Silverman sees influences in her
Vivian Maier.” They are raising
tant than I ever imagined. Now our
nanny and talked with employees of
pictures ranging from the abstracts
funds for the film on kickstarter.com
goal is to get her name out there.
Central Camera, where she had film
Maier was a theater and movie
reminiscent of Institute of Design
(search for Vivian Maier). As Maloof
To get Vivian Maier into the history
developed. But as of now no direct
buff. She was a hoarder and a bit of
greats Harry Callahan and Aaron
scans in more of her photos, he posts
relatives have turned up.
a recluse, but she wasn’t afraid to
Siskind to the styles of Diane Arbus,
them at vivianmaier.com.
Maier was born in 1926 in New York
walk the street with her camera and
Lisette Model and Helen Levitt,
But Maloof often wonders if he’ll
and spent much of her childhood
engage people, some of whom she
and he wonders: “Was Vivian very
ever work his way through all the
in France. In 1951, she returned
interviewed on audiotape. She seems
sophisticated and able to do this or
negatives, which he has stored in
to New York and in 1956 came to
to have been somewhat obsessed
was she a tasteful lifter of those who
three tall, fireproof file cabinets.
Chicago to work as a nanny for a
with her “second job,” documenting
came before her?”
The funny thing is he had no real
North Shore family. Maier, who was
the world around her.
At one point, Maier spent nearly a
interest in photography until he
a private person by all accounts and
“She was a true artist and followed
year traveling around the world to
discovered Maier’s work. Inspired by
a bit of a character, always had a
her dreams and what she wanted to
exotic and out-of-the-way destina-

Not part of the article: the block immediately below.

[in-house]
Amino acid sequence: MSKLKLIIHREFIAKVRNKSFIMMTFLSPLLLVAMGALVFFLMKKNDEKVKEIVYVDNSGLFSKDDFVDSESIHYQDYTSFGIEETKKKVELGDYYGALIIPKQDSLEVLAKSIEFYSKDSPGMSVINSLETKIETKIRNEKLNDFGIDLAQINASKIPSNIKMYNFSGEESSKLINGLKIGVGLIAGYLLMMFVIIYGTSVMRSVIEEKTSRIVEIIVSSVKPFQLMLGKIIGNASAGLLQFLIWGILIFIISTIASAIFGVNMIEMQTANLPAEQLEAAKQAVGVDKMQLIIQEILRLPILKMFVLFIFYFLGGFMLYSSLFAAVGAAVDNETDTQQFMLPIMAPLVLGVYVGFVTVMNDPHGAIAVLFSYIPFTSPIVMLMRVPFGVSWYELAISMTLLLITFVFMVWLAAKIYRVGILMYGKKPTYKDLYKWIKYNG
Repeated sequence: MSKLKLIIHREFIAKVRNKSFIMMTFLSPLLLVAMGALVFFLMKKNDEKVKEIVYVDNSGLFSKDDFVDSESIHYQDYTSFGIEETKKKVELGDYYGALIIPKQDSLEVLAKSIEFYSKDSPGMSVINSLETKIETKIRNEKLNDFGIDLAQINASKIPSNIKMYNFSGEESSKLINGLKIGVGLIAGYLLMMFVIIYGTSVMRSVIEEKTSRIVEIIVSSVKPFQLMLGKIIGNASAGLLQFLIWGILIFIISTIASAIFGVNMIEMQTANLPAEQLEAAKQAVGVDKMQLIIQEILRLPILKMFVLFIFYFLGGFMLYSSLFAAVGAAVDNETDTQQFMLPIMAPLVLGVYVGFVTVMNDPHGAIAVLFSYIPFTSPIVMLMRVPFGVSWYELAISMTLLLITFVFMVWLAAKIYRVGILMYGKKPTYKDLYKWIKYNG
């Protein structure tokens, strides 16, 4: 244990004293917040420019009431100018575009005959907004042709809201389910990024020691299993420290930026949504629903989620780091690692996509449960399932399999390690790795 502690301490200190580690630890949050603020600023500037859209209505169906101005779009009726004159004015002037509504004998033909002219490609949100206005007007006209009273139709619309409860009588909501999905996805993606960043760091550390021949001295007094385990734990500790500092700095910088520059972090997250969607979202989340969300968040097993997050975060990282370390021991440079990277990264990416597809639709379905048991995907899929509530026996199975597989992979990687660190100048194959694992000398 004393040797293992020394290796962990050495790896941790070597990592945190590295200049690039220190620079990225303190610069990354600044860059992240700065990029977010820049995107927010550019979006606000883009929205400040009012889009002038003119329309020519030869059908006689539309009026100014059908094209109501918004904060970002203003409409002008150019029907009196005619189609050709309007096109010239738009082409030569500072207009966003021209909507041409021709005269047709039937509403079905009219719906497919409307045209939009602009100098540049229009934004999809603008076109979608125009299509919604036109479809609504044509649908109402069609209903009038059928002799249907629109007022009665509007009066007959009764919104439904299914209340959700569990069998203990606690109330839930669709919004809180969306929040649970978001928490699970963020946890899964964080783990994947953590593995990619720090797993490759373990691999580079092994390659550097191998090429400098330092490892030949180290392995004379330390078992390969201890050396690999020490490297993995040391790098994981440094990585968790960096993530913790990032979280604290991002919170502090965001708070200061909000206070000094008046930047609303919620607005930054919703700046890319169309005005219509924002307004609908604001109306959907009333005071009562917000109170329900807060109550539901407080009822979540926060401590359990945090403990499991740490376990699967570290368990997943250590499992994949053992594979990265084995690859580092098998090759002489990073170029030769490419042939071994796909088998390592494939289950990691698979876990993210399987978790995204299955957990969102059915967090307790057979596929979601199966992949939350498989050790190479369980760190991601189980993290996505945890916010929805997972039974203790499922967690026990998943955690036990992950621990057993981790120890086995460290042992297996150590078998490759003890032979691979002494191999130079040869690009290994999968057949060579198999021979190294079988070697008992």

her architectural shots, Maloof actu-
Rolleiflex camera around her neck.
do in life,” said Rydzon, 31. “She
tions with her camera as her only
ally went out on the street and began
Maloof and Rydzon are looking for
what was important to her. It’s the
Often described as ‘Mary-Poppin’s’, Vivian Maier had
eccentricity on her side as a nanny for three boys who she
raised like a mother. Starting in 1956, working for the
Gensburgs in an upper-class suburb of Chicago along
Lake Michigan’s shore, Vivian had a taste of motherhood.
She’d take the boys on trips to strawberry fields to pick
berries. She’d find a dead snake on the curb and bring
P hotos a nd captions for sidebar story:
CAPTION FOR PHOTO 1: Vivian Maier swinging on
CAPTION FOR PHOTO 2: Some of Vivian Maier’s
CAPTION FOR PHOTO 3: Vivian Maier’s bathroom
doubled as a darkroom
it home to show off to the boys or organize plays with all
of the children on the block. Vivian was a free spirit and
PHOTO 1: 1 Vivian Maier PERSONAL LIFE.jpg
followed her curiosities wherever they led her.
PHOTO 2: 2 vivian_maiers_cameras_large.jpg
Having told others she had learned English from theaters
PHOTO 3: 3 vivian_maiers_darkroom_large.jpg
and plays, Vivian’s ‘theater of life’ was acted out in front
of her eyes for her camera to capture in the most epic
moments. Vivian had an interesting history. Her family
was completely out of the picture very early on in her life,
forcing her to become singular, as she would remain for
the rest of her life. She never married, had no children,
nor any very close friends that could say they “knew” her
on a personal level.
Maier’s photos also betray an affinity for the poor,
arguably because of an emotional kinship she felt with
those struggling to get by. Her thirst to be cultured led
her around the globe. At this point we know of trips to
Canada in 1951 and 1955, in 1957 to South America, in
1959 to Europe, the Middle East, and Asia, in 1960 to
Florida, in 1965 she’d travel to the Caribbean Islands,
and so on. It is to be noted that she traveled alone and
gravitated toward the less fortunate in society.